<p>Campbell Arcade, a haven for creatives nestled in the Arts district underneath Melbourne’s Degraves Lane, is under threat of partial demolition as a result of current plans released by the Melbourne Metro Rail Authority (MMRA) and Cross Yarra Partnership (CYP) to accommodate for the multi-billion dollar Metro Tunnel project due in 2025.</p>
Campbell Arcade, a haven for creatives nestled in the Arts district underneath Melbourne’s Degraves Lane, is under threat of partial demolition as a result of current plans released by the Melbourne Metro Rail Authority (MMRA) and Cross Yarra Partnership (CYP) to accommodate for the multi-billion dollar Metro Tunnel project due in 2025.
The proposed plans involve the complete destruction of all but one tenancy on the eastern side of the arcade, including heritage shopfronts, and all but two tenancies on the western side to make way for a direct underground connection between the new Town Hall Station and Flinders Street Station platforms via the existing subway.
Campbell Arcade was built in 1955 as a unique example of art deco curvature architecture. Although it has always operated as a shopping arcade, since 1994 it has been an established fixture on Melbourne’s art scene. The resident Platform Artists group displayed art until 2015, when The Dirty Dozen took over. The Dirty Dozen is managed by the City of Melbourne’s Creative Spaces Program.
Notable stores to be affected include niche record store Wax Museum, a 50-year old hairdresser and Sticky Institute, a not-for-profit self-publishing zine hub that has resided in the arcade for the last 17 years.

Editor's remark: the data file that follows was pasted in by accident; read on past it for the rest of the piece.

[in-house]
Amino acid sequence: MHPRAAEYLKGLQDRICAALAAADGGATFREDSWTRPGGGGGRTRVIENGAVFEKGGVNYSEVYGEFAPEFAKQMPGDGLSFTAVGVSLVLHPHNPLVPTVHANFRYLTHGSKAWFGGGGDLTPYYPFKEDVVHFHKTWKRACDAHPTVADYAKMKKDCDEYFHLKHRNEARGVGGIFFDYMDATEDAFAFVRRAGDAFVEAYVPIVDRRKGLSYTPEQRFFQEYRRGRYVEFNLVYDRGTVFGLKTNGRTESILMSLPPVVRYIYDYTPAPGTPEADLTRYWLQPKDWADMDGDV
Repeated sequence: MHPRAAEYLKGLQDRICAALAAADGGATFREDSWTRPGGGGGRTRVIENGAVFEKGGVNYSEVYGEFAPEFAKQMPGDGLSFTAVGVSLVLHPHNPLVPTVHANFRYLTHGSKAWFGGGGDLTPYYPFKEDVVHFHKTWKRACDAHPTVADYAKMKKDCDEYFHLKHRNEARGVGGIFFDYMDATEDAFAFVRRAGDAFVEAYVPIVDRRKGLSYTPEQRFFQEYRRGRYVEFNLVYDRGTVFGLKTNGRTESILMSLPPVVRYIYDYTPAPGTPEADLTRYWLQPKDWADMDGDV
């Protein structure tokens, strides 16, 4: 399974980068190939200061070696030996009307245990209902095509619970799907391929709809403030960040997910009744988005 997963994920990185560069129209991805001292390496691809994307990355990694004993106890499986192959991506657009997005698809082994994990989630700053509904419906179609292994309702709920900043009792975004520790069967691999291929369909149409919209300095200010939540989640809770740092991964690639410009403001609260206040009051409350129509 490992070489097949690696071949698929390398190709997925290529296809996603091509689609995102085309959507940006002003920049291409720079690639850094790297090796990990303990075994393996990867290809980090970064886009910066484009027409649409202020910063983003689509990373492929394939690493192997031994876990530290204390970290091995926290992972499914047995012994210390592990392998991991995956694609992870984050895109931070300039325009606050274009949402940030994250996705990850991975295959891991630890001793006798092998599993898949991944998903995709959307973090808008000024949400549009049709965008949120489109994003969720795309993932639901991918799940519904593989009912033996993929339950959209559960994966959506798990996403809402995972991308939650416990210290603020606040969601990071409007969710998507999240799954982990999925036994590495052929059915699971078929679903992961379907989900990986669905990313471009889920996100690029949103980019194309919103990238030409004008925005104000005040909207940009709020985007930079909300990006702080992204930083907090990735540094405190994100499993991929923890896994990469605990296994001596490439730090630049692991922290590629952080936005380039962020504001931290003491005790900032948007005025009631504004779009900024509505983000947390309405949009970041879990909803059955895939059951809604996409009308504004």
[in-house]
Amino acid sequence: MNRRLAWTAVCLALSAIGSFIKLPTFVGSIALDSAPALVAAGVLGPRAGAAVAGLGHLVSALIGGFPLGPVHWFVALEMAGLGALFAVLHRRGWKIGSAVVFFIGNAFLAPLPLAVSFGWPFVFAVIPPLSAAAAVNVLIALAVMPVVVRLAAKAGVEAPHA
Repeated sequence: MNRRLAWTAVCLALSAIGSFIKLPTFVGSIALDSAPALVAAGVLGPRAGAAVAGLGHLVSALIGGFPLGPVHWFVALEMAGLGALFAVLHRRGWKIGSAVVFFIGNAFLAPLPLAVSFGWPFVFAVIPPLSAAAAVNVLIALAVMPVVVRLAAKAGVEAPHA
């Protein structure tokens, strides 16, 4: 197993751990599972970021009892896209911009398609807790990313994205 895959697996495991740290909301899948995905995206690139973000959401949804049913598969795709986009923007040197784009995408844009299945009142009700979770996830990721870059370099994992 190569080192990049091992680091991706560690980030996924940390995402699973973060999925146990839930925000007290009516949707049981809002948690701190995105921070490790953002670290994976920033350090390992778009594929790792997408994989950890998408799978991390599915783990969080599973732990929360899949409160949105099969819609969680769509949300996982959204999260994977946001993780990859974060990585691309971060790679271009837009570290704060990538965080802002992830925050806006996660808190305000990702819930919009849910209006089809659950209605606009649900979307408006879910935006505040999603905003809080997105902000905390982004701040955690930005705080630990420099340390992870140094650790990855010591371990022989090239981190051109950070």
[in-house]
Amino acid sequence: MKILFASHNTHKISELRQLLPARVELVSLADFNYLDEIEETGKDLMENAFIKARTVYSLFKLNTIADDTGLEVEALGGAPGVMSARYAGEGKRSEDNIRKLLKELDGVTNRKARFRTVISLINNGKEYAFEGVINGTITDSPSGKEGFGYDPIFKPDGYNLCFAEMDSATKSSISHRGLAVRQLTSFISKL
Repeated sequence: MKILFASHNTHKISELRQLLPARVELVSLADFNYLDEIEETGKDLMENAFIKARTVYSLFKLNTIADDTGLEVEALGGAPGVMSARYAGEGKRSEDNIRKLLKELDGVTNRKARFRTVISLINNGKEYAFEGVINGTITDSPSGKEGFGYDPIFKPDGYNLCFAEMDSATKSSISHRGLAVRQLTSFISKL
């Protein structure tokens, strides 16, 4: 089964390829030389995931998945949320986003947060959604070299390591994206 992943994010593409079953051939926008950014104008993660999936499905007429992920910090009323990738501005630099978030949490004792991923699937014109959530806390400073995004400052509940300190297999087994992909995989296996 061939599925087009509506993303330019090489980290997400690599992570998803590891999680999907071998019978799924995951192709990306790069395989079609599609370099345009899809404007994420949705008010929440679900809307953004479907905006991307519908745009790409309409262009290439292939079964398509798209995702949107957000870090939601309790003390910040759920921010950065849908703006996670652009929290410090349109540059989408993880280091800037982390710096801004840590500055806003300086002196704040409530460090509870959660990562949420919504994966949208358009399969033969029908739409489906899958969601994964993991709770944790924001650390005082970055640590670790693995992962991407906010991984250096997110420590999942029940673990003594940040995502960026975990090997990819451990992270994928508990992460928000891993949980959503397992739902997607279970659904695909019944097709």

Beck, a representative of Sticky Institute, said, “There’s a lot of community down here; we’re like a little neighbourhood in and of ourselves.”
“What would be heartbreaking … is if they do have to knock down this shop and the barber’s shop. Because they’re a set, like a tea set … it [is] nicer when you have the whole thing on a tray.”
The MMRA website states that “the new Town Hall Station at the southern end of Swanston Street will improve access to some of Melbourne’s most iconic and important tourist destinations including Federation Square, Southbank, the Arts Centre, St Paul’s Cathedral and other culturally significant landmarks.”
Though acknowledging the importance of the project, the Melbourne Heritage Society have said that, “Besides consideration of built heritage impacts, the destruction of nearly half the shops and placing most behind the ticket barriers (of the station) presents a serious loss of cultural fabric for the city.”
At a meeting in December 2017 between the National Trust and the CYP, the CYP said that, “The proposal to connect the Town Hall to Flinders Street Station via Campbell Arcade aims to utilise existing infrastructure that is somewhat currently under-utilised, particularly in comparison to access points at Elizabeth Street and Swanston Street.”
The National Trust, however, remain “strongly opposed” to the current proposal, arguing that the arcade has “contemporary socio-cultural significance of the tenancies and use as an art space over the past two decades.”
“Any heritage assessment for this site should include a consideration of the architectural and aesthetic significance of the fabric, as well as the social and historical significance of the place, including its cultural value as an art space,” said the National Trust.
The CYP has been in continued dialogue with the shop owners in Campbell Arcade. According to Beck, the MMRA will relocate the shops if need be.
Feedback to the CYP has been submitted by the community and is awaiting response. Plans will then go through the State Minister for Planning Richard Wynne for approval. For now, there is nothing for the shops to do but wait.
Sticky Institute expressed that the new rail loop will ultimately be good for Melbourne as the city continues to grow and expand, although they hope that there are no more heritage building casualties.
“We all agree it’s going to be good when it’s here,” Beck said, “but getting there is the hard part.”